U.K. Inflation Jump Risks Unthinkable Rate Hike Becoming Reality
A warning shot buried deep in the Bank of England’s policy documents two weeks ago indicating that interest rates could rise as early as this year suddenly is becoming a more distinct possibility.
In the past few days alone, natural gas prices have surged at an alarming rate, investors’ expectations for rising costs have reached the highest in 13 years, and domestic firms have said they are more worried about the outlook than ever. The U.K. government has fanned those concerns by talking up the merits of pay increases in the face of supply-chain chaos.
Any of those factors alone is enough to ring alarm bells at the central bank. Their combination may be enough to force officials to acknowledge that rising inflation will prove more than just transitory. Markets have responded by almost fully pricing in a rate hike this year -- a move that was unthinkable just a few months ago -- and putting the odds of a 15-basis-point increase as soon as next month above 50%.
With the economy slowing and Britain’s exit from the European Union still causing friction, the U.K. has become “the epicenter of market fears of stagflation,” said Aaron Rock, an investment director at Standard Life Investments in Edinburgh. “If it’s going to occur anywhere in developed-market economies, we are likely to see it here.”
The result may be inflation even worse than the BOE forecast in August, when it predicted a reading above 4% by the end of this year that may linger at that level well into 2022. On Wednesday, Bank of America Merrill Lynch said it now expects inflation to peak at 5.1% next April, almost a full percentage point higher than its previous forecast.
What Bloomberg Economics Says ...
“A move this year requires three ingredients -- an unexpectedly rapid surge in inflation, a very resilient jobs market, and an economy on course to pass its pre-pandemic level in the fourth quarter.”
-- Dan Hanson, Bloomberg Economics. Read the full U.K. INSIGHT
Among the toxic mix of recent developments, it may be the jump in inflation expectations that’s most troubling for the BOE. Governor Andrew Bailey said last week that the outlook consumers have for how strongly prices will rise is a key metric for policy makers worried about a self-reinforcing upward spiral.
“The most commonly talked about mechanism goes from higher inflation expectations, to companies feeling able to raise prices and employees asking for higher wages, to wage pressure and more persistent inflation,” Bailey said last week. “In this way, what start out as relative changes in price levels for some goods and services can become generalized and turn into persistent inflation. I take this risk very seriously.”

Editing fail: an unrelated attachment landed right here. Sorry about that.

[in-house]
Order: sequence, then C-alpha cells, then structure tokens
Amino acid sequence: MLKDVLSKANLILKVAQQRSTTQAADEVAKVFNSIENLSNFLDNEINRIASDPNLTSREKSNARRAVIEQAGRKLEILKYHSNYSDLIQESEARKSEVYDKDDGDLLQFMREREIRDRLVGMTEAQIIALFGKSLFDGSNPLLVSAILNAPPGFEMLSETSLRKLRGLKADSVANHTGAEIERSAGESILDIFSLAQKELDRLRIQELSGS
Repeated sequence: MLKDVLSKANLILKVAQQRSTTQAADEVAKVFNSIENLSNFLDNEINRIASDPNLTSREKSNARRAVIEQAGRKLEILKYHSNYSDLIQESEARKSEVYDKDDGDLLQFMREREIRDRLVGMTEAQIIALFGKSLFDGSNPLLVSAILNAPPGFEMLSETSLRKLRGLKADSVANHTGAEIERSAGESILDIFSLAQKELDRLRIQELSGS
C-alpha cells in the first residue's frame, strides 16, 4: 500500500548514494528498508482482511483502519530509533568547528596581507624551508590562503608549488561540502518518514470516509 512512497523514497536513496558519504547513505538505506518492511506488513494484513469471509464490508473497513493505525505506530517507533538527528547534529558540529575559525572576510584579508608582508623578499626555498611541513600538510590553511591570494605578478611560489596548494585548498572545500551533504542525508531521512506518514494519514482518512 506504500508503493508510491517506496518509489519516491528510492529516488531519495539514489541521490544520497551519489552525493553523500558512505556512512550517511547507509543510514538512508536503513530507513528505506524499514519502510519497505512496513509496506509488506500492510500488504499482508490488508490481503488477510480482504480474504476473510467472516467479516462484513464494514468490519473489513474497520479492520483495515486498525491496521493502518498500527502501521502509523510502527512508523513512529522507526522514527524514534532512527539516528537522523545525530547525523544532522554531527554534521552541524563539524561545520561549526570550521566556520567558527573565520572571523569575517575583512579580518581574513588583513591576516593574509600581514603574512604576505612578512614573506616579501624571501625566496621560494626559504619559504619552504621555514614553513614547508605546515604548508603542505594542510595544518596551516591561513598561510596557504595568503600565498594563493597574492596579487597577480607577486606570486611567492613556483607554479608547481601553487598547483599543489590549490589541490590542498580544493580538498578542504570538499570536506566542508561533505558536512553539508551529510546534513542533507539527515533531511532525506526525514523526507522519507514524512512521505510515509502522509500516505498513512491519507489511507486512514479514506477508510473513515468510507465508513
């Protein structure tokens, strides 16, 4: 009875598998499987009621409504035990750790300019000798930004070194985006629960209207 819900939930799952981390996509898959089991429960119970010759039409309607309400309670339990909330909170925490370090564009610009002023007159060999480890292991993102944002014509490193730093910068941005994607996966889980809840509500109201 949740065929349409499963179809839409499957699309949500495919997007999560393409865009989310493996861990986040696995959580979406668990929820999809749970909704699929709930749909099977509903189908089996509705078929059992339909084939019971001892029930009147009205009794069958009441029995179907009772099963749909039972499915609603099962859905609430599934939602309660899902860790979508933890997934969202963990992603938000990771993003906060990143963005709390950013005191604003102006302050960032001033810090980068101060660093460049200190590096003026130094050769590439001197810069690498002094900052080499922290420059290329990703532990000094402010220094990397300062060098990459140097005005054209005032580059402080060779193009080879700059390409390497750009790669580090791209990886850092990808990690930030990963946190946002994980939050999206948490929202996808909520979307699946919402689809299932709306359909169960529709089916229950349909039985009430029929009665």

Markets are implying that the Retail Price Index -- used to set increases in train fares and student loan interest payments -- will average almost 7% in the next three months, and around 4% over the course of 10 years.
A British Chambers of Commerce survey this week found more manufacturing businesses than ever are planning price increases. Even before the those developments, British households were gearing up for more inflation, with expectations of price growth over the next 12 months in a YouGov survey increasing at a record rate in September.
“Indicators of inflation expectations in the U.K. are flashing at least amber, putting the Bank of England on alert for possible early rate hikes,” Krishna Guha, head of central bank strategy at Evercore ISI in Washington, wrote in a note to clients on Wednesday.
While officials have also said they are watching developments in the labor market and the economy’s recovery from the pandemic -- both of which may tilt views against a move -- those pieces of the jigsaw are likely to remain unclear for the rest of 2021, leaving inflation the key variable. That may prove persuasive, especially if the BOE wants to assert its authority over the issue in financial markets.
The BOE may think “if they hike sooner, then can crush inflation expectations and hence may not need to hike a lot,” said Rishi Mishra, an analyst at Futures First. “With the market already pricing the lift-off, the ‘shock and awe’ effect is gone now, unless they surprise everyone with a 25-basis-point hike in November or December.”
What the Bank of England said ...
The BOE opened the door to an interest rate rise as soon as November at its September meeting, writing in paragraph 65 of the minutes taken at the meeting that any future tightening should start with a rate hike even if a move “became appropriate” before its bond-buying program finishes around the end of the year.
Economists read that as a hint that policy makers would act on rates at their next meeting if necessary. That walked back the view that the BOE would finish its asset purchase program before adjusting rates. Most economists, who tend to change predictions at a slower pace than investors, don’t see hikes starting until 2022.
The government seems more relaxed about inflation, with Prime Minister Boris Johnson this week batting away concerns about an economic crisis and talking up the merits of a high-wage economy.
That’s prompted concerns at the Confederation of British Industry, with Director General Tony Danker warning that “ambition on wages without action on investment and productivity is ultimately just a pathway for higher prices.”
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